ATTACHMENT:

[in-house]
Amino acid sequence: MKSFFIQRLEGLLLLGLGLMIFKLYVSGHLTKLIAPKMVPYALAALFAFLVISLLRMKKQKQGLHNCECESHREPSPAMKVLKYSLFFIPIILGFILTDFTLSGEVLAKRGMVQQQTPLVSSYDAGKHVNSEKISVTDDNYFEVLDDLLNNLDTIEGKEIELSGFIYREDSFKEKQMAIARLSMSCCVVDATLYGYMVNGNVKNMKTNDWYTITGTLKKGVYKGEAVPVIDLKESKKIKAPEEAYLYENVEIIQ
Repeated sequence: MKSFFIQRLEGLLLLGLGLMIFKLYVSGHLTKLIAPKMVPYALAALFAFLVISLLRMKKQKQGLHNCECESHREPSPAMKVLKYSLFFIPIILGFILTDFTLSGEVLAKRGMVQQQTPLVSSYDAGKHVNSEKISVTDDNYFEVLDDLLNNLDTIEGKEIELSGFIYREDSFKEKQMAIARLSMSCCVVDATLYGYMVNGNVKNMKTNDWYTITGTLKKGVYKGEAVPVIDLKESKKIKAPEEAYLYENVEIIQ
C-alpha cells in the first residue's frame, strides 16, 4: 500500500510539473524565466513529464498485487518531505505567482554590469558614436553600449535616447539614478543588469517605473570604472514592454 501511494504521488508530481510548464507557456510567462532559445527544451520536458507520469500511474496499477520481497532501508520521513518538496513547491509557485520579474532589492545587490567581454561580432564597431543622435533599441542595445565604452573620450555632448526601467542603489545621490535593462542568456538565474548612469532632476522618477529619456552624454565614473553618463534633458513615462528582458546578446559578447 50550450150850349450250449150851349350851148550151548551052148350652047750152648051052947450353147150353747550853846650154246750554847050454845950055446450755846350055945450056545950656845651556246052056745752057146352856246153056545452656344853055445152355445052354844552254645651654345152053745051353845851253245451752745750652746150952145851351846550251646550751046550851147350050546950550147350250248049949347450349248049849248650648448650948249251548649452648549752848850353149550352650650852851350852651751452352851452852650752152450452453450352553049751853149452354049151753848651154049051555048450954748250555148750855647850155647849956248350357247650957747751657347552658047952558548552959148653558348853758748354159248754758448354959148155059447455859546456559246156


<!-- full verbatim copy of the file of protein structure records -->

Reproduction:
[in-house]
Amino acid sequence: MKSFFIQRLEGLLLLGLGLMIFKLYVSGHLTKLIAPKMVPYALAALFAFLVISLLRMKKQKQGLHNCECESHREPSPAMKVLKYSLFFIPIILGFILTDFTLSGEVLAKRGMVQQQTPLVSSYDAGKHVNSEKISVTDDNYFEVLDDLLNNLDTIEGKEIELSGFIYREDSFKEKQMAIARLSMSCCVVDATLYGYMVNGNVKNMKTNDWYTITGTLKKGVYKGEAVPVIDLKESKKIKAPEEAYLYENVEIIQ
Repeated sequence: MKSFFIQRLEGLLLLGLGLMIFKLYVSGHLTKLIAPKMVPYALAALFAFLVISLLRMKKQKQGLHNCECESHREPSPAMKVLKYSLFFIPIILGFILTDFTLSGEVLAKRGMVQQQTPLVSSYDAGKHVNSEKISVTDDNYFEVLDDLLNNLDTIEGKEIELSGFIYREDSFKEKQMAIARLSMSCCVVDATLYGYMVNGNVKNMKTNDWYTITGTLKKGVYKGEAVPVIDLKESKKIKAPEEAYLYENVEIIQ
C-alpha cells in the first residue's frame, strides 16, 4: 500500500510539473524565466513529464498485487518531505505567482554590469558614436553600449535616447539614478543588469517605473570604472514592454 501511494504521488508530481510548464507557456510567462532559445527544451520536458507520469500511474496499477520481497532501508520521513518538496513547491509557485520579474532589492545587490567581454561580432564597431543622435533599441542595445565604452573620450555632448526601467542603489545621490535593462542568456538565474548612469532632476522618477529619456552624454565614473553618463534633458513615462528582458546578446559578447 50550450150850349450250449150851349350851148550151548551052148350652047750152648051052947450353147150353747550853846650154246750554847050454845950055446450755846350055945450056545950656845651556246052056745752057146352856246153056545452656344853055445152355445052354844552254645651654345152053745051353845851253245451752745750652746150952145851351846550251646550751046550851147350050546950550147350250248049949347450349248049849248650648448650948249251548649452648549752848850353149550352650650852851350852651751452352851452852650752152450452453450352553049751853149452354049151753848651154049051555048450954748250555148750855647850155647849956248350357247650957747751657347552658047952558548552959148653558348853758748354159248754758448354959148155059447455859546456559246156